Village Improvement Associations

In the 1880s, beguiled by the island’s beauty, summer residents and local alike had organized themselves into public-spirited Village Improvement Associations (VIAs), located in Bar Harbor, Seal Harbor, and Northeast Harbor. Their concerns ranged from sanitation to cultural events, and to the building of hiking trails. Charles W. Eliot, who later played a major role in founding Acadia National Park, proposed to the VIAs to create an organization to set aside special lands. The response was enthusiastic. Committees were formed, and on September 12, 1901, the Hancock County Trustees of Public Reservations was incorporated for the purpose of "…acquiring, owning and holding lands and other property in Hancock County for free public use." This early land trust joined the Village Improvement Associations conducted various civic activities in an around what is now Acadia National Park and played a pivotal role in the creation of Acadia National Park. One of the lasting contributions of this civic movement is the island-wide path system and the work of the many women involved.

Community Enhancements by Village Improvement Associations

The country's first "village improvement association" was formed in 1853 in Stockbridge, Massachusetts. They raised membership dues and odnations from residents to plant street trees, improve roads and sidewalks, improve sanitary conditions, acquire land for village parks, and construct buildings for public use. Over the next several decades, similiar societies were formed across the country, especially in New England. In accordance with this trend, a village improvement asssociation was formed in Bar Harbor in 1881 and incorporated in March 1891. The Bar Harbor Village Improvement Association was founded in 1881 and due to its success the incorporation of VIAs for all the major area towns followed inlcuding: Northeast Harbor VIA (1897), Seal Harbor Village Improvement Society (1900), and the Southwest Harbor Village Improvement Association (1914). Though these committees formed in separate towns, these four organizations extended their work beyond the village centers and worked together across the island in a Joint Path Committee. Their combined efforts led to the construction and maintenance of approximately 250 miles of recreational walking paths. The coordinator of the Joint Path Committee was known as the "Superintendent of Paths."

Bar Harbor Village Improvement Association

One of the functions of the newly formed Bar Harbor Village Improvement Association (BHVIA) was the care for the Shore Path in Bar Harbor. The VIA considted mainly of wealthy summer residents who were concerned with the upkeep of the village. Through time the group attraced an increasing number of year-round residents, particularly those with business interests in the village water supply, real estate, and commerce. The mission of the BHVIA was to "preserve and develop the natural beauties of the place, and to enhance their attractions, by such artificial arrrangements as good taste and science may suggest..."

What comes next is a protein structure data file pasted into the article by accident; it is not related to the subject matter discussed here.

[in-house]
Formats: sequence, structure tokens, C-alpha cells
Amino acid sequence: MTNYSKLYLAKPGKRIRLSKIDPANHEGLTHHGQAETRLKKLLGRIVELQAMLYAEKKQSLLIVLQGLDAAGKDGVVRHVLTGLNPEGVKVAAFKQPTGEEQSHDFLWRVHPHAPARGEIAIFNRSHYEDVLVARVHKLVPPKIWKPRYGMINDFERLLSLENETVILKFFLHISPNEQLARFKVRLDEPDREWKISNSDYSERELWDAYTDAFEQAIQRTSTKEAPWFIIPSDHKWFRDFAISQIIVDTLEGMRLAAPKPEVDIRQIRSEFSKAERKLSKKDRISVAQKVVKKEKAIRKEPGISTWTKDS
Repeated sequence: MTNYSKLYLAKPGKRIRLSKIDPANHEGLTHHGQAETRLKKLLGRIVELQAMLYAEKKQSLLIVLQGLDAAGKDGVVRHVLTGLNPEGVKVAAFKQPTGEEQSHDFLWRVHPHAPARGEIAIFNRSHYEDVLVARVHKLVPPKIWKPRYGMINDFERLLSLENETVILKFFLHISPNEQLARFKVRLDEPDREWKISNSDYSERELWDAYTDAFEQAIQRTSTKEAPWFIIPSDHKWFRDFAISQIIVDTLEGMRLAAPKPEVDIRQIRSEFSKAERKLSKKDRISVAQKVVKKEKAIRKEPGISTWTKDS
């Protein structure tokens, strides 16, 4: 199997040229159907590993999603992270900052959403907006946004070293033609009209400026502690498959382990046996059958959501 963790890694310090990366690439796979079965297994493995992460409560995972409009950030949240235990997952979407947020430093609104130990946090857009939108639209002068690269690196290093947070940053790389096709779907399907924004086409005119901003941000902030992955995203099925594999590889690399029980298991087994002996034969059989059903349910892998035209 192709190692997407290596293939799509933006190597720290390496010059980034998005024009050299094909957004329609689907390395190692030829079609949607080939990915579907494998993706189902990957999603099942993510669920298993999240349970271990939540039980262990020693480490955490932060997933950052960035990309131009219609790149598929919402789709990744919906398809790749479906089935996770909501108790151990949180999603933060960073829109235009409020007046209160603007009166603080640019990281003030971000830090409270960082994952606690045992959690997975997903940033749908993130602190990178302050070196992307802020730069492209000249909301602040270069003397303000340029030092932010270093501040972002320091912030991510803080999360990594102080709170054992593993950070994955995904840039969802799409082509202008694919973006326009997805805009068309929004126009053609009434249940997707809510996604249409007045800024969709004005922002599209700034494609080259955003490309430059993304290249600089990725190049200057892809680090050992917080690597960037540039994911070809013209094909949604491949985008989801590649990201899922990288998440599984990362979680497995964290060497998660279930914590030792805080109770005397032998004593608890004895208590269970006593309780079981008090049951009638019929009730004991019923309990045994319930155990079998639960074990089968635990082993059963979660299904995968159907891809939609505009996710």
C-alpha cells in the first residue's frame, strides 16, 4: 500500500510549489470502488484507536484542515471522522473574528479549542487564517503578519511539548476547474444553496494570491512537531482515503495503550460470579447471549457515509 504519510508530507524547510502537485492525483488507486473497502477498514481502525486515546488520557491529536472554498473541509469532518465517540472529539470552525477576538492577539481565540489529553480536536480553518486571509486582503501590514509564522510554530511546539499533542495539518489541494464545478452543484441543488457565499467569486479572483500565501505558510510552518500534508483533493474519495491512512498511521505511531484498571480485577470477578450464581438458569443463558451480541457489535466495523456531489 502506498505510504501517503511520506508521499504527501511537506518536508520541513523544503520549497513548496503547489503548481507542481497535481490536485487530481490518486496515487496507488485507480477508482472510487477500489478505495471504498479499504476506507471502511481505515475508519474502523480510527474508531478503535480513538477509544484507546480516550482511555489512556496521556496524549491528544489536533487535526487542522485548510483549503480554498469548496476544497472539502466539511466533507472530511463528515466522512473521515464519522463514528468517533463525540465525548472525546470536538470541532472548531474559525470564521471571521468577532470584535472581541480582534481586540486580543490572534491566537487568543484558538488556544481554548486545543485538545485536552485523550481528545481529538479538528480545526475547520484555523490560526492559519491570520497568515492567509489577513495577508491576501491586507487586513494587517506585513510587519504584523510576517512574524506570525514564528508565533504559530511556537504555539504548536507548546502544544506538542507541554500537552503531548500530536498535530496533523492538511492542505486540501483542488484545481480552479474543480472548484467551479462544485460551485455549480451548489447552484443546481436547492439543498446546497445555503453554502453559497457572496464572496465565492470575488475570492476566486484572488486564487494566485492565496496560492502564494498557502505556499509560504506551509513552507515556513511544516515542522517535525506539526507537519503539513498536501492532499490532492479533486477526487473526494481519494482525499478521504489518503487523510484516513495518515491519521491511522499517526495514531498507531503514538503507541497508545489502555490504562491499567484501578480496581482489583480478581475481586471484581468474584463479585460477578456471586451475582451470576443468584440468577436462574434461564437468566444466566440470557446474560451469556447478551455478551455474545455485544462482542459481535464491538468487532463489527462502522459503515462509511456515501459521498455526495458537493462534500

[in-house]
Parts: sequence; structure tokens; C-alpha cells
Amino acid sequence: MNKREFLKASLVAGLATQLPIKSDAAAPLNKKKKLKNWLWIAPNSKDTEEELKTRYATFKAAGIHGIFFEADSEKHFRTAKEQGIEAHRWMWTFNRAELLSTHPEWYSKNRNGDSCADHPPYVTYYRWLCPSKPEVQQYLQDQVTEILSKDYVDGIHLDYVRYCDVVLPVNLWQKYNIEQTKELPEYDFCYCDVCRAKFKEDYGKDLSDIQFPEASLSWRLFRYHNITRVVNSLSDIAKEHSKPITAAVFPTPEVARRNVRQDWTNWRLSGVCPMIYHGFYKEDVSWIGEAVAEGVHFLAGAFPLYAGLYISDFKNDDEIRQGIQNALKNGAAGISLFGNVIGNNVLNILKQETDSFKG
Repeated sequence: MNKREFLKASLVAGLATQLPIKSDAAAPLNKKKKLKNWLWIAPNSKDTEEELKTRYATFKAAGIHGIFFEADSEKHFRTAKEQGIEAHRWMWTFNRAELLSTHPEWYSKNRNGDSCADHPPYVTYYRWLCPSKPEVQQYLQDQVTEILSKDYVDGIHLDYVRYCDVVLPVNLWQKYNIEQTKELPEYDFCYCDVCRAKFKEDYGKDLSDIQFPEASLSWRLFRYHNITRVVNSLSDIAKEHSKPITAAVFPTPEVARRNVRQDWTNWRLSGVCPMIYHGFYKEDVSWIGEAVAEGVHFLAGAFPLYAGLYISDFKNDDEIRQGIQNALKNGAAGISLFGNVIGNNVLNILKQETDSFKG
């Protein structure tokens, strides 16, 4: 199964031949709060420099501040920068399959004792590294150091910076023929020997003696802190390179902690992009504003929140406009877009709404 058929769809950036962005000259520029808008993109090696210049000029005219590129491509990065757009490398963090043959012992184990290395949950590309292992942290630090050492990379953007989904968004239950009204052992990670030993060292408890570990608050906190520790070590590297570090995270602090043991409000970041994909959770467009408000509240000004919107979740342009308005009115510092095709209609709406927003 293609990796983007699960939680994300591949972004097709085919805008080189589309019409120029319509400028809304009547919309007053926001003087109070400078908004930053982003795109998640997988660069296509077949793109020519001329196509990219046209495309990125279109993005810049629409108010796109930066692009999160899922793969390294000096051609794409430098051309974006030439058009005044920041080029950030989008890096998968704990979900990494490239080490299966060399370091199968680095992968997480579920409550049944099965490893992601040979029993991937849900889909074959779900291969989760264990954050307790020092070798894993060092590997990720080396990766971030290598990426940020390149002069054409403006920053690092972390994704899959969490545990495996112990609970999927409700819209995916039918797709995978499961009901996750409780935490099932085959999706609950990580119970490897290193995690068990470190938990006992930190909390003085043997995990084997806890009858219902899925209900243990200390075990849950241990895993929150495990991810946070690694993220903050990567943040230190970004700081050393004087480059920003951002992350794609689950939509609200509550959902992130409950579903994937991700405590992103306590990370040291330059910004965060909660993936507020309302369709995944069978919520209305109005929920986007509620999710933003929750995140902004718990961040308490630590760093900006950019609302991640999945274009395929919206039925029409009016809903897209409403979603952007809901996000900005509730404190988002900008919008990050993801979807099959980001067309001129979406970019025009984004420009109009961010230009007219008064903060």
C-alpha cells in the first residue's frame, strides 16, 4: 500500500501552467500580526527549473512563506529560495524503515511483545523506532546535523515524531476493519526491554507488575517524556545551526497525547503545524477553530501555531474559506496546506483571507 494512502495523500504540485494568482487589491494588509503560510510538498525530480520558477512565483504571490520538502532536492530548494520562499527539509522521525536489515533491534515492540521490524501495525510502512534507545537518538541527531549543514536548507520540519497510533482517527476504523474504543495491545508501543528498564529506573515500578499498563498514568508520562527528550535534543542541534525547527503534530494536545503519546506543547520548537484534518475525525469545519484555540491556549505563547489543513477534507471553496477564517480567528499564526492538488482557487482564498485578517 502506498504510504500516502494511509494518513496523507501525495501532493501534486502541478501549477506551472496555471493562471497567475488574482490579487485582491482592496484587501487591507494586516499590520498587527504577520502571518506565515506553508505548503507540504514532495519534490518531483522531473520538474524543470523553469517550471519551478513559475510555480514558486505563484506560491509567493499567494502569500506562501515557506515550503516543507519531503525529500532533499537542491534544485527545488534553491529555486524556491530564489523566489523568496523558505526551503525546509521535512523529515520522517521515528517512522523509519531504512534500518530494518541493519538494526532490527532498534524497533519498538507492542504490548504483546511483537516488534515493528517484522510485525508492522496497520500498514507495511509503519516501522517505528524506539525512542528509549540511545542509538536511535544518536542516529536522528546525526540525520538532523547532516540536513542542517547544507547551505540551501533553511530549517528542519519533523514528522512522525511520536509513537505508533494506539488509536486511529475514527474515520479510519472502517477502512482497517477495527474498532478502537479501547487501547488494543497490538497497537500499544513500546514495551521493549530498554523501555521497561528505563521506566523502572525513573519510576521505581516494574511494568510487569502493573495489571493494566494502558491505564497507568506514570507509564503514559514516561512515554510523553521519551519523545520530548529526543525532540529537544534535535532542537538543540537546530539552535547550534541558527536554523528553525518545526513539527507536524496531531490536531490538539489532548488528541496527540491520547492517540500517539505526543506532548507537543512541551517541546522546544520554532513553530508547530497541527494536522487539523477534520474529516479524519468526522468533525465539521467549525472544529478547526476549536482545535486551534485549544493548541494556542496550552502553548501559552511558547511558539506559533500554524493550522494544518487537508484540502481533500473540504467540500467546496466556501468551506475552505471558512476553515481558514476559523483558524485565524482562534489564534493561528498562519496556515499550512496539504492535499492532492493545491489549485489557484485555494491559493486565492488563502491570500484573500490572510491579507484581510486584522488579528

When incorporated, the organization had four active committees: finances, entertainment, sanitary, and inspection. In 1892, the BHVIA created a 'roads and paths' committee. Many of the incredible historic trails in Acadia can trace their roots to the work of the roads and paths committee.

Northeast Harbor Village Improvement Society

By the time the Northeast harbor Village Improvement Society (VIS) was formed in 1897, there were already many trails in he vicinity of Northeast Harbor. Like the Bar Harbor VIA, the Northeast Harbor VIS established finance, entertainment, sanitary, roads, paths, and trees committees. James Gardiner served as the first chairmen of the Committee of Roads, Paths, and Trees from 1897 to 1910. During this period, path building was carried out with the same enthusiasm as in the Bar Harbor area. In 1909, the town of Mount Desert took over responsibility for constructing and maintaining sidewalks and roads. This allowed the Northeast Harbor VIA to concentrate on the maintenance of wood paths. From 1910 to 1913, William S. Grant, Jr. served as chairman of the Committee on Trails and Paths. In his 1911 annual report, Grant expresses his dismay about the trail damage caused by wood harvesting. He describes the impact on the trails as "depriving them of shade and in some cases making it difficult to follow the trail through the brush and debris that are carelessly left behind." Grant recognized the efforts of the Hancock County Trustees of public Reservations and the importance of land protection to both preserve the natural scenery and insure access to mountain summits and other natural areas. Dr. Joseph Tunis serves as chairman of the committee from 1913 to 1920. Tunis embarked on an ambitious program of trail construction and five new trails were added in 1914. With the removal of the automobile ban in 1915, bridle paths and sidewalks were built for separation from unwanted automobile traffic.